Why Professional Inbox Zero Matters

I’m a productivity enthusiast, and I do my best to stay on top of my tasks, emails included.

I adopted GTD methodology, as I think it can greatly help to boost productivity and help you focus on what matters.

Like many of you, I have a Company email address, where I get around 100 emails, which I have to read each working day.

But actually, I don’t do it: instead, I focus on messages that matter and postpone all others.

Weekly, I handle a “professional inbox zero” evening, where I read and manage all emails in my inbox until it’s empty.

I don’t do it for my personal inboxes, which I regularly check (at least once a day), tracking tasks in my GTD systems when required.

Is Professional Inbox Zero Worth?

There’s much debate on the irrelevance of pursuing inbox zero, as it quickly looks the opposite you should do when focusing on what truly matters for you as a professional in your Company.

Managing all email quickly ends up in pursuing what matters to your senders instead.

But for me, this is not black or white: managing your relevant emails matters. And therefore, you need a method to stay on top of them efficiently.

I think eliminating clutter keeping my “virtual desk” clean (where I visualize my emails as virtual papers occupying a significant part of my desk) increases focus on what you decide to do.

Furthermore, acting timely on emails that require feedback reinforces your reputation of reliability, availability to listen, and reachability.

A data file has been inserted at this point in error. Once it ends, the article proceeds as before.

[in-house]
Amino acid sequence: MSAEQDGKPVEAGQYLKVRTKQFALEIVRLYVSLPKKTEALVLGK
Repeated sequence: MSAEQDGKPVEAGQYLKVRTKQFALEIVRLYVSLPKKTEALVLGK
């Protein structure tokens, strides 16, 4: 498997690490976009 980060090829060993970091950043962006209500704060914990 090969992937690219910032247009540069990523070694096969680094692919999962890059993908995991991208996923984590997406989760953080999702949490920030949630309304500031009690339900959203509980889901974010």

And your sense of getting things done is improved, which, consequently, makes you more positive, confident, and therefore more productive.

How Often Should You Lower Your Professional Inbox to Zero?

I thought a lot about the pros and cons of reaching inbox zero daily. And I tried to do it for a while. I then stopped, though, but I still think regularly emptying my professional inbox matters.

I realized the optimum time window that works for me is a week: it helps me following up on new emails in the upcoming days, and it gives me the confidence that in the worst case, forgotten or buried emails will get managed in a week at last.

My Professional Inbox Management System

Sharing my experience, here’s what I recommend:

  • be proactive in reducing incoming email volumes by asking your team to avoid or limit emails where they wish to inform you. Ask them to forward relevant emails for your information or actions instead
  • set automatic rules to stop receiving unuseful emails (e.g., systems alerts can go to a specific folder, which you can check only when needed)
  • when checking your inbox, don’t just use the “last-in-first-out” approach: order your emails by the sender (e.g., your boss, peers, stakeholders, key team members), object (e.g., “urgent”), or any criteria which fit for you, and serve those emails first
  • disable new emails notifications from all your devices
  • set specific time slots to manage your emails during each working day, so to focus more on that, you do
  • convert emails to tasks if they need more than a few minutes to be managed; for me, they become next actions in GTD methodology; then archive them
  • be bold in deleting or archiving less relevant emails, so to speed the process up
  • use emails content preview option to assess the relevance of each email quickly
  • don’t categorize email: search engines work extensively, and deciding which category fits for each email takes time; move managed or converted-to-tasks emails to your archive folder (I keep one archive folder per year)
  • if you can’t keep up, for instance, because you miss your weekly sessions, place your emails in a temporary folder, so to clean your inbox up, and reserve one or more calendar slots to manage them later; after a while, if you’ve still emails there and no one claimed feedback, well you can probably move them to your archive directly.

Keep your virtual desk clean and stay productive!

“For every minute spent in organizing, an hour is earned”

Benjamin Franklin